Working adults have unique educational needs


By Carson D. Castleman, Ph.D - Guest Columnist



This month, millions of college students will head back to the classroom. While many of them will be the traditional college-age students, adults comprise a growing segment of that college student population.

According to the U.S. Department of Education, more than 40 percent of students enrolled in undergraduate and graduate degree programs are 25 or older. Between now and 2024, the number of postsecondary students age 25 and older is expected to grow to more than 9 million. And the majority, about 5.4 million, will be attending classes part-time according to the agency’s figures.

Those numbers are no surprise to us at Indiana Wesleyan University, where for the past 33 years, we have dedicated resources to meeting the educational needs of working adults.

Our university system includes IWU—Marion, where about 3,000 students are enrolled in traditional programs on the main campus in Marion, Ind.; IWU—National & Global, which includes more than 10,000 adult learners throughout the world who study online or onsite at 15 education centers in Indiana, Kentucky and Ohio; and Wesley Seminary at Indiana Wesleyan University, which offers a practical and student-centered approach for busy, working ministers. IWU’s DeVoe School of Business, the School of Nursing, the School of Health Sciences, the School of Educational Leadership, the School of Service and Leadership, and the Division of Liberal Arts are all housed within the National & Global campus, and they are the schools that are significant draws to adult students.

Since 1985 — when we first launched our Leadership Education for Adult Professionals program — IWUNational & Global has been a leader in providing college courses geared toward working adults. We have more than 80 online and onsite degree programs.

When colleges began offering online education, IWU-National & Global was one of the first to provide that option to our students. IWU began offering online education in 1997 and launched its first fullyonline MBA program in 1998. Today, adult learners can enroll in certificate as well as associate, bachelor’s, master’s, and doctoral degree programs. Ohio’s total online enrollment numbered 1,353 students at the end of June 2018, and our total online enrollment was 7,443.

Our program works because of its flexibility. We have students who take a combination of onsite and online classes; students who start online and finish onsite, and vice versa. At IWU-National & Global, we excel in taking care of the educational needs of adult students. We understand who they are. They are single, married, widowed, divorced, parents, veterans, active duty military, employed, unemployed or underemployed individuals. IWU students aspire to be accountants, counselors, entrepreneurs, health care administrators, nurses, managers, pastors, police chiefs, teachers, and more.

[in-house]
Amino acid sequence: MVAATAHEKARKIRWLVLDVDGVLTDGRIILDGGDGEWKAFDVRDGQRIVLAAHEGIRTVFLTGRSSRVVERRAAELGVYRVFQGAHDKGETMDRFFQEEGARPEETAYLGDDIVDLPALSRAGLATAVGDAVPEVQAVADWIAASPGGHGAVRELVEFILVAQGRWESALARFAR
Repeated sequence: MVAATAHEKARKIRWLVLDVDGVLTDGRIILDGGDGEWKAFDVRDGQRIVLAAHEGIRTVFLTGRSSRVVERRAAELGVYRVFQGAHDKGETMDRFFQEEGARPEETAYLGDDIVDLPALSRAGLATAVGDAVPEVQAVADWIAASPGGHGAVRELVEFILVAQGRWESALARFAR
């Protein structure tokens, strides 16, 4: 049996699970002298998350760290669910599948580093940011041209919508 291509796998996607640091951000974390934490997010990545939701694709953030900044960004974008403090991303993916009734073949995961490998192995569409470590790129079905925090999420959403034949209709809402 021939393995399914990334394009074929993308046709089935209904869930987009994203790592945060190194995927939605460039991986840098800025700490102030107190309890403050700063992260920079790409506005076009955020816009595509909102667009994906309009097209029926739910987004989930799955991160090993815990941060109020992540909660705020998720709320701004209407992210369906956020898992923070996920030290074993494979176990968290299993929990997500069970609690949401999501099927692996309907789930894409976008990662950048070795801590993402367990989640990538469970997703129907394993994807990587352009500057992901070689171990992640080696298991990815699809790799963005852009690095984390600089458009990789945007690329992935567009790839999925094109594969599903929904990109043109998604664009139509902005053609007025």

A distinction of IWU National & Global’s online degree programs is that programs are not scheduled according to the traditional fall/spring/summer course calendar. In addition, working adults like the option to log on whenever and wherever they like to do their classwork.

The flexibility has been crucial for all of our students, including these examples from Ohio:

• In Cincinnati, a 58-year-old U.S. Army sergeant was attending classes onsite to complete a Master of Management and was able to switch to online classes when he was deployed to Washington, D.C. He graduated in April 2018.

• In Cleveland, a 42-year-old officer candidate in the U.S. Merchant Marines was able to switch from onsite classes to online classes to complete his bachelor’s degree.

• In Columbus, a single mom is pursuing a Bachelor of Science in addiction counseling through a fully online program. Employed full-time as a patient account representative at a local major hospital, she has said that the online classes are the only way she could go back to college because they allow her to continue working full time while maintaining a stable home for her two young children.

Adults, like any college student, also struggle with paying for their education. And in some cases, that struggle is compounded by the fact that they have other debts — mortgages, car loans, credit cards, possibly even college tuition for their own children.

At IWU National & Global, we work actively with employers to make education for their employees as affordable as possible. In fact, IWU has partnerships through which it offers tuition discounts to students who are employed at such Ohio companies as the American Institute of Alternative Medicine, Cleveland Clinic, The MetroHealth System, Nationwide Children’s Hospital, Premier Health-Ohio, Progressive Insurance, Summa Health, University Hospitals Health System, White Castle System, Inc., and Dayton Christian School.

We recognize that in Ohio there are many options in higher education, and there are even more options available to working adults seeking an online degree program. We are dedicated to helping our students achieve their academic goals because we understand that an educated workforce makes for a stronger workforce.

Carson Castleman, Ph.D., oversees regional education and innovation at IWU-National & Global, which includes more than 10,000 adult learners throughout the world who study online or onsite at 15 education centers in Indiana, Kentucky and Ohio. Castleman has worked at IWU since 2004.

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By Carson D. Castleman, Ph.D

Guest Columnist